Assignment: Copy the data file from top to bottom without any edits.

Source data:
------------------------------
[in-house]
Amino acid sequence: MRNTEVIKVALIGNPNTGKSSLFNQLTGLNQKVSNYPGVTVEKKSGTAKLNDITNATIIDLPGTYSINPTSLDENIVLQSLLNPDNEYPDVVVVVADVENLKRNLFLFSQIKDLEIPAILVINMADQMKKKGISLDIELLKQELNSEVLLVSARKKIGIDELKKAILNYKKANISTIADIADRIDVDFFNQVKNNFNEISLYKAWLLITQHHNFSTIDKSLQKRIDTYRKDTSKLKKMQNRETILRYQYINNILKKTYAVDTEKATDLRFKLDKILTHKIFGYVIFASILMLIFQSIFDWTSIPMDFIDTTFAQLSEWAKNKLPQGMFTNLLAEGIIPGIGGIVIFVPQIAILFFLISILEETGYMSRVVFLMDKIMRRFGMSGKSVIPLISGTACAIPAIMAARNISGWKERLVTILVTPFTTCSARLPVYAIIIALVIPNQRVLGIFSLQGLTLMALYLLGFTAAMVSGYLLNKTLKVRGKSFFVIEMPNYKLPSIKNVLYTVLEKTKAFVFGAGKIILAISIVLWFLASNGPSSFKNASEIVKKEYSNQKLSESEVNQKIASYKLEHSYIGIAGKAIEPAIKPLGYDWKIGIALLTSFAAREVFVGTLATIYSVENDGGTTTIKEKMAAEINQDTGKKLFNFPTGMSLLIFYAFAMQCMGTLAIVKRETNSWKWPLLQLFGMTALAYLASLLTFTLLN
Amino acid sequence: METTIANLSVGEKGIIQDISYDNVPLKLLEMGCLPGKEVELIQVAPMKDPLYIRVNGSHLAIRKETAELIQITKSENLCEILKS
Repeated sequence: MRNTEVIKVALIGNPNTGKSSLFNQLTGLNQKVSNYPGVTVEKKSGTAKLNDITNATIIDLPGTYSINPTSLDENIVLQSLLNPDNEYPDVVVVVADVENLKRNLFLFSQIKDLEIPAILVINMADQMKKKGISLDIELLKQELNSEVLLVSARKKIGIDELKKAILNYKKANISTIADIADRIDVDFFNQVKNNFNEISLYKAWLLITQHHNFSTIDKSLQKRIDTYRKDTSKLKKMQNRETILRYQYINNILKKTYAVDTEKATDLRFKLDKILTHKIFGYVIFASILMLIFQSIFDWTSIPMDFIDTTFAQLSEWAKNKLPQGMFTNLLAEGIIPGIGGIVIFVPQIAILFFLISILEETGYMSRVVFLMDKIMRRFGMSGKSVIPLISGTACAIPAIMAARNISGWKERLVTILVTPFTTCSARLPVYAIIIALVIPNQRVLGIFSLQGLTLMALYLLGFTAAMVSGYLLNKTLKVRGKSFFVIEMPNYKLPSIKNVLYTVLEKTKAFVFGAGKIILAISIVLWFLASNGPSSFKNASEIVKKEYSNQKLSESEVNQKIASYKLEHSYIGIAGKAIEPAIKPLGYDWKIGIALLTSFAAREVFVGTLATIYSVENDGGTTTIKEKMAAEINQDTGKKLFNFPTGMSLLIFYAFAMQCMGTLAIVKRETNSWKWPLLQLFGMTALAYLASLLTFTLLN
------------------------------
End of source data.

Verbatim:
[in-house]
Amino acid sequence: MRNTEVIKVALIGNPNTGKSSLFNQLTGLNQKVSNYPGVTVEKKSGTAKLNDITNATIIDLPGTYSINPTSLDENIVLQSLLNPDNEYPDVVVVVADVENLKRNLFLFSQIKDLEIPAILVINMADQMKKKGISLDIELLKQELNSEVLLVSARKKIGIDELKKAILNYKKANISTIADIADRIDVDFFNQVKNNFNEISLYKAWLLITQHHNFSTIDKSLQKRIDTYRKDTSKLKKMQNRETILRYQYINNILKKTYAVDTEKATDLRFKLDKILTHKIFGYVIFASILMLIFQSIFDWTSIPMDFIDTTFAQLSEWAKNKLPQGMFTNLLAEGIIPGIGGIVIFVPQIAILFFLISILEETGYMSRVVFLMDKIMRRFGMSGKSVIPLISGTACAIPAIMAARNISGWKERLVTILVTPFTTCSARLPVYAIIIALVIPNQRVLGIFSLQGLTLMALYLLGFTAAMVSGYLLNKTLKVRGKSFFVIEMPNYKLPSIKNVLYTVLEKTKAFVFGAGKIILAISIVLWFLASNGPSSFKNASEIVKKEYSNQKLSESEVNQKIASYKLEHSYIGIAGKAIEPAIKPLGYDWKIGIALLTSFAAREVFVGTLATIYSVENDGGTTTIKEKMAAEINQDTGKKLFNFPTGMSLLIFYAFAMQCMGTLAIVKRETNSWKWPLLQLFGMTALAYLASLLTFTLLN
Amino acid sequence: METTIANLSVGEKGIIQDISYDNVPLKLLEMGCLPGKEVELIQVAPMKDPLYIRVNGSHLAIRKETAELIQITKSENLCEILKS
Repeated sequence: MRNTEVIKVALIGNPNTGKSSLFNQLTGLNQKVSNYPGVTVEKKSGTAKLNDITNATIIDLPGTYSINPTSLDENIVLQSLLNPDNEYPDVVVVVADVENLKRNLFLFSQIKDLEIPAILVINMADQMKKKGISLDIELLKQELNSEVLLVSARKKIGIDELKKAILNYKKANISTIADIADRIDVDFFNQVKNNFNEISLYKAWLLITQHHNFSTIDKSLQKRIDTYRKDTSKLKKMQNRETILRYQYINNILKKTYAVDTEKATDLRFKLDKILTHKIFGYVIFASILMLIFQSIFDWTSIPMDFIDTTFAQLSEWAKNKLPQGMFTNLLAEGIIPGIGGIVIFVPQIAILFFLISILEETGYMSRVVFLMDKIMRRFGMSGKSVIPLISGTACAIPAIMAARNISGWKERLVTILVTPFTTCSARLPVYAIIIALVIPNQRVLGIFSLQGLTLMALYLLGFTAAMVSGYLLNKTLKVRGKSFFVIEMPNYKLPSIKNVLYTVLEKTKAFVFGAGKIILAISIVLWFLASNGPSSFKNASEIVKKEYSNQKLSESEVNQKIASYKLEHSYIGIAGKAIEPAIKPLGYDWKIGIALLTSFAAREVFVGTLATIYSVENDGGTTTIKEKMAAEINQDTGKKLFNFPTGMSLLIFYAFAMQCMGTLAIVKRETNSWKWPLLQLFGMTALAYLASLLTFTLLN